Like any other senior on the brink of graduation, the past couple of months have been filled with reflection and appreciation.
As I prepare to take the last final exam of my college career, it's impossible not to experience that whirlwind of emotions one can only describe as "bittersweet."
I've been lucky enough to receive a post-secondary education, an education that has now created opportunities to start my “dream job,” and have met so many people who have inspired me in ways they probably don't even realize.
It's that last piece I believe will be the most important experience university has provided me with.
Yes, university allowed me to receive a higher education, but it also allowed me to develop an open mind, and, quite frankly, this skill of diversity is what I think will be more beneficial in the long run.
I grew up in a small suburban town and predictability was the epitome of my childhood. I was raised to marry someone within my culture, nationality and religion. Of course, I was then supposed to go on to breed more disciples (or "victims" as I refer to them) of this suburban plague.
Everyone was the same, so it was inevitable that we all grew up living in this fictitious bubble of small town safety and normality.
It wasn't until university that I met people who were of different religions, nationalities and sexual orientations. And that's the most important thing I learned in college: culture. That it's diverse and that's its beauty.
I won't take walking through the student center and passing a new group of students standing up for something they believe in for granted. They subtly educated us on the world outside our classroom walls.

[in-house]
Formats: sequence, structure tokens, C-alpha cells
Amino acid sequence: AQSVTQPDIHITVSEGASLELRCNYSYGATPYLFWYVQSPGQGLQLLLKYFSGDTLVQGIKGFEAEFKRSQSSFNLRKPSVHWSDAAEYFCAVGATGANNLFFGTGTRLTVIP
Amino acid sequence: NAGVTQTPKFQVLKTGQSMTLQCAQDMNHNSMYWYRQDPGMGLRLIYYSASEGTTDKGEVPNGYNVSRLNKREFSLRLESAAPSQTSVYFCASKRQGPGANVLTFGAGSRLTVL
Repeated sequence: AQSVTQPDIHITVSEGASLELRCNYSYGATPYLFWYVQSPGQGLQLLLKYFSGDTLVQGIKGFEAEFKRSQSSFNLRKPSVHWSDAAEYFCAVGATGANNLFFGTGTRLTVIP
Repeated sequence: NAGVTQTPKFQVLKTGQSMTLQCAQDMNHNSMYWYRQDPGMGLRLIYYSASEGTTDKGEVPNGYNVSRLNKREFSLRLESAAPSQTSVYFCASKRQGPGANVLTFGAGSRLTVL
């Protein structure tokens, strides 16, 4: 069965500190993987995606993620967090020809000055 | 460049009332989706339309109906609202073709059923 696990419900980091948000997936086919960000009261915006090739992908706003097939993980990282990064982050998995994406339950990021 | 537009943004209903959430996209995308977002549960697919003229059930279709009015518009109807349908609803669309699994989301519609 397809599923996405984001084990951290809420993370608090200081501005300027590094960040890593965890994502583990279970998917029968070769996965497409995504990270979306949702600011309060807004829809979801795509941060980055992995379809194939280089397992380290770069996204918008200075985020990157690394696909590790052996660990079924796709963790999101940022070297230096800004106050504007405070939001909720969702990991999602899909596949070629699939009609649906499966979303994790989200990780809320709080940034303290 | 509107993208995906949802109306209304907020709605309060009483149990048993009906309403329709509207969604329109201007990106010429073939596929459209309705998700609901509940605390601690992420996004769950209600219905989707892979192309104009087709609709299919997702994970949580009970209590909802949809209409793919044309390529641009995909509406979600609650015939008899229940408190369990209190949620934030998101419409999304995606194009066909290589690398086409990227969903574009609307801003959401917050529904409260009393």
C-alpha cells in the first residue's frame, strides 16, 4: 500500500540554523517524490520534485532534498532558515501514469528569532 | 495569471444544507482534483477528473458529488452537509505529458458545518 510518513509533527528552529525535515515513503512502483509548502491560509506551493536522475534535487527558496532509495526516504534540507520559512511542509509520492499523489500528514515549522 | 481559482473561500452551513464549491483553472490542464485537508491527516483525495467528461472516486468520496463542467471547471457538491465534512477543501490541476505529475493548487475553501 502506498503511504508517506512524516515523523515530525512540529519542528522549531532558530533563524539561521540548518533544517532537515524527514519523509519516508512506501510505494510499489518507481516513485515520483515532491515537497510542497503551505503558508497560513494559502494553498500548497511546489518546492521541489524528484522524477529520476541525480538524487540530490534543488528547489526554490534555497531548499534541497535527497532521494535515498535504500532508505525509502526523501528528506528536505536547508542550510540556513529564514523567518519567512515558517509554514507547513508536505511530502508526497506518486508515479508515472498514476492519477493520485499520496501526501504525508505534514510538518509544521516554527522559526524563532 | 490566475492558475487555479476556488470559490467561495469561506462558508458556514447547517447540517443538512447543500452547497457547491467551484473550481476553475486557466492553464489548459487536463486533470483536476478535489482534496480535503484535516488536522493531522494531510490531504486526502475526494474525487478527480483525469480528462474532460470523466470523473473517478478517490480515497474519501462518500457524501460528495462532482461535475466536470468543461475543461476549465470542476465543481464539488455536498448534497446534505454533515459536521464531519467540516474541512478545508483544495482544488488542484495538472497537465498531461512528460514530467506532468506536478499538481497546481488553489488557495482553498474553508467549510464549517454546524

To these students who were constantly standing up for their beliefs and what they were passionate about, thank you. I'm sure every school has its own version of this social justice demonstration, and I feel as though these students are the school's beating heart.
Thank you for not letting us, the college student body, turn a blind eye and ignore what's happening in the world simply because we've been privileged enough to be engulfed by our own stresses of midterms and internship recruitment.
University provided me with diversity. I was raised Catholic and attended a Catholic school my whole life. Unfortunately, I couldn't tell you a single thing about Judaism until I met a Jewish girl living in my residence in my first year.
I can't even put into words what I have learned about other religions just from interacting with my friends and classmates; to me, that knowledge is greater than any accounting exam I took.
I have an appreciation for their religions and understand their "normal" is different from mine. And as someone who prides herself on being culturally intelligent, I would hate to offend someone because of my cultural ignorance. Thanks to university, that ignorance has dissolved.
I understand that these lessons on culture are very dependent on the individual.
There are definitely students who have carried their high school norms into university, staying with the same friend group and not reaching out and meeting new people. Some post-secondary institutions are also just not as diverse; maybe your school was specific to a certain religion, or maybe the demographic that was attracted by that school's recruitment efforts was narrow in scope.
Regardless of the situation, I believe that in today's society, cultural intelligence is the new normal. It's becoming the expectation.
Technology has eliminated the "but I didn't know" excuse. Learning about what's going on in the world, politically and/or socially, is easier than it has ever been before. So if cultural intelligence is something your college degree wasn't able to, or hasn't provided to you, I'm sorry from the bottom of my heart.
Those diverse relationships were some of the more powerful ones I made in university. But to be even more frank: Not graduating with the sense of diversity is basically like graduating one credit shorter than the rest of the world.
Originally written by Alex Duffield on Unwritten.